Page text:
Out of the Blue
Out of the blue, I hear your rustling in the back
of my frontal lobe among the cellular boxes,
caved-in and heavy with sediment.
When I pull the yellowed, frail strings
leading to you, covers are nudged open
and you appear.
Forty years have worn down your features like
pebbles in a stream; past passions are now
but faint, electrical pulses, barely registering.
But, in this commotion, a crumpled neuron nearby
opens releasing apparitions of you and me standing
over a spot in our favorite park,
searching for the golden snake ring I had thrown
into some bushes after a jealous fit over a once-
sharp reason, now too pointless to recall.
But it is not really you and me; it is aged molecules
that oscillate into a semblance of our shapes
and then shift back to forgetfulness.
As quickly as these stirrings of recollection had come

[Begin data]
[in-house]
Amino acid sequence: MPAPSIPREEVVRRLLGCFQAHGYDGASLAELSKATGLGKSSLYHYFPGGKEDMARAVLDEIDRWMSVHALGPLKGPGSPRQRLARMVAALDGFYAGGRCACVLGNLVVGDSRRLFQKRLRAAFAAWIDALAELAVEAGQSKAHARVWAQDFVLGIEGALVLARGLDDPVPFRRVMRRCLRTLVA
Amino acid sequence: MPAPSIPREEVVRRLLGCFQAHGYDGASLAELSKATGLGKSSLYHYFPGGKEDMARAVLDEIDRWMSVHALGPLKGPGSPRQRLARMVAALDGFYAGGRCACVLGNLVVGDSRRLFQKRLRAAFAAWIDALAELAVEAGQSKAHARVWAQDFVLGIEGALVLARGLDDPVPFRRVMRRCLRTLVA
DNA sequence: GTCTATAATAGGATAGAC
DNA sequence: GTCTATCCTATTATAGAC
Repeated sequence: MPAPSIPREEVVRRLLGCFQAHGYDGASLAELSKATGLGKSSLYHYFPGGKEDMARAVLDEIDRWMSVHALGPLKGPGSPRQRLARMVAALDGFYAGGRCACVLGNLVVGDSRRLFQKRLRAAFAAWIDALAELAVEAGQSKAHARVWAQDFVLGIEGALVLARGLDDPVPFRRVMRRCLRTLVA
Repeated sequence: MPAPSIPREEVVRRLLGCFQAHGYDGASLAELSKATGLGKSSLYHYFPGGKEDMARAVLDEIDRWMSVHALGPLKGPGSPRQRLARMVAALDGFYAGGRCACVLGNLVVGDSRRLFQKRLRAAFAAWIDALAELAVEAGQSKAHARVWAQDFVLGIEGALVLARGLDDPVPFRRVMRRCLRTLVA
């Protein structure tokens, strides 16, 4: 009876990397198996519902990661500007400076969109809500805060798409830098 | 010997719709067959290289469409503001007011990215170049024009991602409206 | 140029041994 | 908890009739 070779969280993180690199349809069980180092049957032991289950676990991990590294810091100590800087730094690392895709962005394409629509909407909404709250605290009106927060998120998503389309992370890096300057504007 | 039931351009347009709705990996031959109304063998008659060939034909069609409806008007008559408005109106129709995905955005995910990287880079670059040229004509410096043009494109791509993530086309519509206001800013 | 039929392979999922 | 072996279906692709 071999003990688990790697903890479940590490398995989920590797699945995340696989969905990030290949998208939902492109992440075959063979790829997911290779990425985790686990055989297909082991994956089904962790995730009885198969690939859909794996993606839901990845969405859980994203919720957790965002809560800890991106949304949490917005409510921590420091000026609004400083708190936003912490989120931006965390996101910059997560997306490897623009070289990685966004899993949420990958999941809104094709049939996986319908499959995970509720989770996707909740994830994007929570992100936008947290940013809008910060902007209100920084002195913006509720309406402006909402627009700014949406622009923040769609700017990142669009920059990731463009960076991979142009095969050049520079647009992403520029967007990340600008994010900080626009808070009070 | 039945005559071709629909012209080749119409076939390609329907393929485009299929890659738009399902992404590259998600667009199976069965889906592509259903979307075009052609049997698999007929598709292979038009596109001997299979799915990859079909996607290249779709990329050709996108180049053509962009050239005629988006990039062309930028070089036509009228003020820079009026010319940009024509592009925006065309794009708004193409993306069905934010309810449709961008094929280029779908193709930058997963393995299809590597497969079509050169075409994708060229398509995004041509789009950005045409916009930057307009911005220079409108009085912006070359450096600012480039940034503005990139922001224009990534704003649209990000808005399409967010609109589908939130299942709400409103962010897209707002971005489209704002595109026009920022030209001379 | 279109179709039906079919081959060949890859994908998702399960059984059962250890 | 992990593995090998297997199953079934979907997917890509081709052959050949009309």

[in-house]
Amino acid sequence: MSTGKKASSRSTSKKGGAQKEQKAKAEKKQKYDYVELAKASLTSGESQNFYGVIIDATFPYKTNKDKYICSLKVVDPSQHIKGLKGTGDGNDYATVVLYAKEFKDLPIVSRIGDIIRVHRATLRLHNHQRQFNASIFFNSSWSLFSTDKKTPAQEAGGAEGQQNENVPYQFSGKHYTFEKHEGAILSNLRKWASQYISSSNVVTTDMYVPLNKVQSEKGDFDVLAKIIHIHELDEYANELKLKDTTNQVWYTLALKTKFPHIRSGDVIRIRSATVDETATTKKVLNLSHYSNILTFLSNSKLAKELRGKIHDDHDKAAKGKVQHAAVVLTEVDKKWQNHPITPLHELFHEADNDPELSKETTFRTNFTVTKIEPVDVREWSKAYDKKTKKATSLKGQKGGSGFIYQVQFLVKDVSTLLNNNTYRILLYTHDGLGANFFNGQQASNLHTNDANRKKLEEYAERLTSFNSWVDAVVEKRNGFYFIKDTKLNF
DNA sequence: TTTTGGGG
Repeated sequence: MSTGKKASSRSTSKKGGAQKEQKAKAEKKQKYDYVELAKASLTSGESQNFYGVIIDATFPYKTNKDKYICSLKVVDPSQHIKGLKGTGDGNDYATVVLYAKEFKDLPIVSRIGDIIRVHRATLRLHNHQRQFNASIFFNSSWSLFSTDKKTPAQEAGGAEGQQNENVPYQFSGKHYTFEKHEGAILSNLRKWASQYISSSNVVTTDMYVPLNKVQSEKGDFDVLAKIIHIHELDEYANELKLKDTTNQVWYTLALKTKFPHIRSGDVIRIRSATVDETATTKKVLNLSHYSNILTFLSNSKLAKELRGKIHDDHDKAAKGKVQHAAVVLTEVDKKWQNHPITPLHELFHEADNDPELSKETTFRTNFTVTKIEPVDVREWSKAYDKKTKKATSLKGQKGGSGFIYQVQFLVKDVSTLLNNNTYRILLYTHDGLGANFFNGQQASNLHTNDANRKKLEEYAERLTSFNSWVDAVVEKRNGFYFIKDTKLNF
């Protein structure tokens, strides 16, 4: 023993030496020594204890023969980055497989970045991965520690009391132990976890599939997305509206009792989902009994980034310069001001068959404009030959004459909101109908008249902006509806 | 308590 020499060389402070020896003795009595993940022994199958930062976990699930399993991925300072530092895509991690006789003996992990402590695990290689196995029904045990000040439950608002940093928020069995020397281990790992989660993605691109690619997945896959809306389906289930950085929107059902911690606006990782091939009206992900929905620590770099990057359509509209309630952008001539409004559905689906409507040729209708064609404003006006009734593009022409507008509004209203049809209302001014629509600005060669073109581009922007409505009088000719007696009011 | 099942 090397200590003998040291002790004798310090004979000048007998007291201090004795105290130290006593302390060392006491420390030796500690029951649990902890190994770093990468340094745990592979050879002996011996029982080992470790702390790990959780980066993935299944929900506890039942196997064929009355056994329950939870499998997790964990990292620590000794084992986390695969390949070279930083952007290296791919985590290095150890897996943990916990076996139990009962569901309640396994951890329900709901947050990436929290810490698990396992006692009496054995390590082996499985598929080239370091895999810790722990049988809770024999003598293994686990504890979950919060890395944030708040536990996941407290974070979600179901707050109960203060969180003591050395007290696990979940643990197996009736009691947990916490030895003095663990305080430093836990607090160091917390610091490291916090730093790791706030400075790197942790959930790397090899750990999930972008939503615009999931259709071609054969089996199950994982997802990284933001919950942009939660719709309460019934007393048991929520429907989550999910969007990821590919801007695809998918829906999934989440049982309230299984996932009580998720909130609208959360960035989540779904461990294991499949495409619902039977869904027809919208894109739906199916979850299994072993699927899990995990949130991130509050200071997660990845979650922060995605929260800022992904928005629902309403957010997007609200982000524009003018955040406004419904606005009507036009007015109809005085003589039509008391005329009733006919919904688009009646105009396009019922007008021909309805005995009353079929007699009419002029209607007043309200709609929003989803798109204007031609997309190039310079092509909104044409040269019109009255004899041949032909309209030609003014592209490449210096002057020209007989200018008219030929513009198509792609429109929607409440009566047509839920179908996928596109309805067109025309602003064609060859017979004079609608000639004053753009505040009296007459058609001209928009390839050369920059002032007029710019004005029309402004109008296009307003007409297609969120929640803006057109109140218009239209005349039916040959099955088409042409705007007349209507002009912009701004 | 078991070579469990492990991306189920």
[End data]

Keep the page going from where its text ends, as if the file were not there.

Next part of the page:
to life, they fade; the dust of the past settles
back down, like lazy snow.
I will hold on to your shadow
but you, you are now forty
About the Author: Mike Acker lives in Vancouver, British Columbia. He has lived in various parts of the world; his early education was in German and French. While living in California, he worked as a professional translator. Mike enjoys writing short poetry, especially with the intent of exploring the possibilities latent in a single image.
Image Credit: “Two Men on Banks of Stream” By Arthur Brown (1878) Digital image courtesy of the Getty’s Open Content Program
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